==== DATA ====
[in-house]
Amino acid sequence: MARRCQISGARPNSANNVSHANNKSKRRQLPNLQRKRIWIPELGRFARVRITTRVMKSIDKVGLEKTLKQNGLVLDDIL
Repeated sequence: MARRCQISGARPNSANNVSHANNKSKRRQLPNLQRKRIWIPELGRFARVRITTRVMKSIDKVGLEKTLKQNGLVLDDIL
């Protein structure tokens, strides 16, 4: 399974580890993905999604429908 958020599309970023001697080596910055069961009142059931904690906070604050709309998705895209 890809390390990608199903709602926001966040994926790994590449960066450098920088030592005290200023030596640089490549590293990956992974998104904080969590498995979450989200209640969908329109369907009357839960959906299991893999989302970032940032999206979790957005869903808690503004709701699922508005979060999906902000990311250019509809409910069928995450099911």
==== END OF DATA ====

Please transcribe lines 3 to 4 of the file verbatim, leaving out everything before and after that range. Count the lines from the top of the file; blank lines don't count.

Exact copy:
Repeated sequence: MARRCQISGARPNSANNVSHANNKSKRRQLPNLQRKRIWIPELGRFARVRITTRVMKSIDKVGLEKTLKQNGLVLDDIL
């Protein structure tokens, strides 16, 4: 399974580890993905999604429908 958020599309970023001697080596910055069961009142059931904690906070604050709309998705895209 890809390390990608199903709602926001966040994926790994590449960066450098920088030592005290200023030596640089490549590293990956992974998104904080969590498995979450989200209640969908329109369907009357839960959906299991893999989302970032940032999206979790957005869903808690503004709701699922508005979060999906902000990311250019509809409910069928995450099911």